Using anaerobic techniques is optimal when the organic strength of the wastewater is higher. This means that there is more organic matter per any given volume of wastewater. This is sometimes quantified as over 4,000 ppm (parts per million). Such concentrations are oft times found in the wastewater coming from food and beverage processing facilities, for example, whereas that emitted by some refineries and municipal sewage plants may have concentrations of less than 1,000 ppm and may invite aerobic options. In terms of investment, energy use and sludge yield, anaerobic digestion comes in lower than aerobic.

Examples of Anaerobic Wastewater Treatment

The South Treatment Plant in Renton, Washington houses a fuel cell that converts 154,000 cubic feet of biogas into one megawatt of electricity each day. This output is sufficient to power 1,000 households. Because it is utilized, instead, to power the treatment plant, it saves the King County’s Department of Natural Resources and Parks close to $400,000 annually. Without it, the county would have to purchase the power from the local utility.

The Central Marin Sanitation Agency operates a water resources recovery facility in San Rafael, CA. Through anaerobic digestion, the CMSA produces just about all of its own power, selling the surplus back to the grid. This plant processes nine to 13-million gallons of wastewater daily. Releasing cleaner effluent into San Francisco Bay, this plant consistently conforms to — and often exceeds — all environmental standards imposed by both California and the United States.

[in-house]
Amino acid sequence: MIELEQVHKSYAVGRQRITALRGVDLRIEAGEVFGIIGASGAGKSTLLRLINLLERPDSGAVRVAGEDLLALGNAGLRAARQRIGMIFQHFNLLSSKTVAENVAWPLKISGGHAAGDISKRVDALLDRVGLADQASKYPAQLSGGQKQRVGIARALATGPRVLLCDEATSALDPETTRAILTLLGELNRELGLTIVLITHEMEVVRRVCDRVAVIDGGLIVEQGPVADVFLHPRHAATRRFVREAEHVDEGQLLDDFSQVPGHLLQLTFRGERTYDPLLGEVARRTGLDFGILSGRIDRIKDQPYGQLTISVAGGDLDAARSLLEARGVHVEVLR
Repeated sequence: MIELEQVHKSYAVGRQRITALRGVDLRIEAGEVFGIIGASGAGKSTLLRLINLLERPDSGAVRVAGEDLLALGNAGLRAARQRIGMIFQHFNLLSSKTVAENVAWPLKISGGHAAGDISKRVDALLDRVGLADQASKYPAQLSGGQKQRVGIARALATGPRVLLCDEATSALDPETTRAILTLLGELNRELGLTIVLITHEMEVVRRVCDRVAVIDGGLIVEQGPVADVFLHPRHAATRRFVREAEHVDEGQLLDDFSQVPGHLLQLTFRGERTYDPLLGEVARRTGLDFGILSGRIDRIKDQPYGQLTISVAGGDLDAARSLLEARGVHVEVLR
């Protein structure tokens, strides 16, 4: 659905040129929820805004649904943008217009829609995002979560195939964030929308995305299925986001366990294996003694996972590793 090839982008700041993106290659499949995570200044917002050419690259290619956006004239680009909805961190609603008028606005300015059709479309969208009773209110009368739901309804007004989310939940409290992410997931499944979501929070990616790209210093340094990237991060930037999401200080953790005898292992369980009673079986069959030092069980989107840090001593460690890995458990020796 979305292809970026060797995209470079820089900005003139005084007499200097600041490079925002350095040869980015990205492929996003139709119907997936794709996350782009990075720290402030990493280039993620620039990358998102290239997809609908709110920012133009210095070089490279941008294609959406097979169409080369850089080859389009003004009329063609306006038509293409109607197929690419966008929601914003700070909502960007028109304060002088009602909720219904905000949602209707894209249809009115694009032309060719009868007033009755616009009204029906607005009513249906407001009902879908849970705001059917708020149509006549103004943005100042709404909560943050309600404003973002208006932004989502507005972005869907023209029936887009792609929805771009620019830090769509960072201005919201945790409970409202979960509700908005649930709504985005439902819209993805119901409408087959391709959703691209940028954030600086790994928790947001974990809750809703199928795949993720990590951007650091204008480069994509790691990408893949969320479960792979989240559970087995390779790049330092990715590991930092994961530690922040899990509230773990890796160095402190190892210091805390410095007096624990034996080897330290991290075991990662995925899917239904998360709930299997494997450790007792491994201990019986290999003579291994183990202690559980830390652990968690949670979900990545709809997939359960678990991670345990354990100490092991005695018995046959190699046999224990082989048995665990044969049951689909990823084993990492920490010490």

Is Anaerobic Digestion the Future?

If your facility releases wastewater, you have an interest in making sure that its dangers are curtailed. In addition, you will also benefit when that discharge has practical use in terms of energy creation. Industries as varied as farming, pharmaceuticals, oil, chemical production, manufacturing and information technology must deal with waste by-products to one degree or another. In anaerobic digestion, these pillars of the modern economy can be confident that their environmental footprints are shallower — even invisible — because of this scientific principle. Better still, there is less reliance on fossil fuels and more on what was once toxic refuse. Anaerobic digestion promises a cleaner future.